As a longtime traveler and new father, planning my family’s first flight was a little odd. On the one hand, I was excited to be going on an adventure. On the other, I fretted about bringing enough baby essentials onboard, how delays would affect our little one’s mood, and how his ears would deal with cabin pressure. At least we could take advantage of the free-infant-on-lap deal, right? Well, not exactly.
For our first foreign vacation, to a Nicaraguan beach resort, Continental set us back $237 (before taxes) for the baby’s ticket, exactly half the adult price we paid for the trip from Boston to Managua. Babies under two years of age fly free on domestic flights, but U.S. airlines do charge for trips taken abroad. In my family’s case at least, 90 percent of my son’s fare was a fuel surcharge.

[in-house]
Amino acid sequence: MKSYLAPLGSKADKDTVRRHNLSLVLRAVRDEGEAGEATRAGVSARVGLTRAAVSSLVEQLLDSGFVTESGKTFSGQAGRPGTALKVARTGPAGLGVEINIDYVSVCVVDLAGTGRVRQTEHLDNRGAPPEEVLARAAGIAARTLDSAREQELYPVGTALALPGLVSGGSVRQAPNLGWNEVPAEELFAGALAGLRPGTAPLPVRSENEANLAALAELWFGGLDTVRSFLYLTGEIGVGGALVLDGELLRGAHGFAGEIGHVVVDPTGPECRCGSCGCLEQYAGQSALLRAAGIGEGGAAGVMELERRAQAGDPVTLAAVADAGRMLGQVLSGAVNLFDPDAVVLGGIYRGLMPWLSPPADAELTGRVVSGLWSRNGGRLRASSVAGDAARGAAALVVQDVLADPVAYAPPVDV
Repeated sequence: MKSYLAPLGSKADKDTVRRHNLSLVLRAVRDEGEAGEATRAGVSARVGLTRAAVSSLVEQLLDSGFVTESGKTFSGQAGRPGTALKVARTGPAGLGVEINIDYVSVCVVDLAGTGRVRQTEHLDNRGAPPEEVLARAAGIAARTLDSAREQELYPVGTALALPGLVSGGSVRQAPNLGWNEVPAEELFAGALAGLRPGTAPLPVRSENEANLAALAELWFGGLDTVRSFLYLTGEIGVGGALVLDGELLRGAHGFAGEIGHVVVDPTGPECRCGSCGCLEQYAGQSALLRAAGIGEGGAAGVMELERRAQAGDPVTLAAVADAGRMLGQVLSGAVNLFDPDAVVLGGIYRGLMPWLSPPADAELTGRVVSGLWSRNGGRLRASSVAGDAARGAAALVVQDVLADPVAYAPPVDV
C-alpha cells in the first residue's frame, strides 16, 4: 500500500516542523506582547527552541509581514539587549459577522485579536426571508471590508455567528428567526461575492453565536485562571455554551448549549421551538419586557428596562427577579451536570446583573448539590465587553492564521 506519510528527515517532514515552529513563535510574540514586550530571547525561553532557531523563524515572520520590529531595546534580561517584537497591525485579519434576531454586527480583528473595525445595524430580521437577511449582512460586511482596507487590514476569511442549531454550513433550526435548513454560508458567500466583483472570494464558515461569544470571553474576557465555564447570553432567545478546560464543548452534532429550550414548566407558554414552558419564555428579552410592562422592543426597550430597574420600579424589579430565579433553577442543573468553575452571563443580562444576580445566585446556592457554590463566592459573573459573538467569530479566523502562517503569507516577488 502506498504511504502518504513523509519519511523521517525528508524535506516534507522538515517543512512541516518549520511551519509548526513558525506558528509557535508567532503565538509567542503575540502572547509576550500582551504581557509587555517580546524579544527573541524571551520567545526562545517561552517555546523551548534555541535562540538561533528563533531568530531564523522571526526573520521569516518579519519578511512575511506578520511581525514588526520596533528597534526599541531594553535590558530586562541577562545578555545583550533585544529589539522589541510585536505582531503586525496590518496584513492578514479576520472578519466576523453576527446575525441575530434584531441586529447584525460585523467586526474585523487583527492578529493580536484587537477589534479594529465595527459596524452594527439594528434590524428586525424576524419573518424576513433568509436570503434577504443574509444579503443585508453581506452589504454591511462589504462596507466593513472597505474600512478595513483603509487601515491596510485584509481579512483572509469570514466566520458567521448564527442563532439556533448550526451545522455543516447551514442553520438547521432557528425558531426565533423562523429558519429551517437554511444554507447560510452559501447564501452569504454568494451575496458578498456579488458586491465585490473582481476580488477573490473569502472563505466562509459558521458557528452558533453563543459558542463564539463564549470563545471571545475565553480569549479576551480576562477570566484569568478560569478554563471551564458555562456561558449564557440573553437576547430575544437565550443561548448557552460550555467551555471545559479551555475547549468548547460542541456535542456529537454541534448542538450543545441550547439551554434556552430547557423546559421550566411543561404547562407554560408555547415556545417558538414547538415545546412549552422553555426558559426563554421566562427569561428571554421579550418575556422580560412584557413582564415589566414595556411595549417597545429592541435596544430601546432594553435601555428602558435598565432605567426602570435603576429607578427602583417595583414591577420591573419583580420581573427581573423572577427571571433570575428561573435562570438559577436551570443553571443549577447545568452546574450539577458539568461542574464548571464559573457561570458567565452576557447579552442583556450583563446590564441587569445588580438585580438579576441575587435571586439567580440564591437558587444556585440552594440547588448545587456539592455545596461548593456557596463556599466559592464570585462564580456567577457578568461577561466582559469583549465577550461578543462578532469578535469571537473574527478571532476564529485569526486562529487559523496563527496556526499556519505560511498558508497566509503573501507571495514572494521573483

When I looked at other sample prices (all of which include taxes and fees), I found that infant lap fares were hardly consistent, so budgeting in advance is tricky. At the low end were September fares from Boston to London, where an infant lap ticket cost $105; adult tickets were $875 each. However, for a flight from San Francisco to Tokyo in June, the same two-adult-one-baby family would pay $350 (versus $1,075 for an adult ticket) to carry their little one on their laps.
The lesson here? Fly all over the country for those first couple of years, but if you want to travel internationally, expect to either shell out or leave your bundle of joy with grandma.
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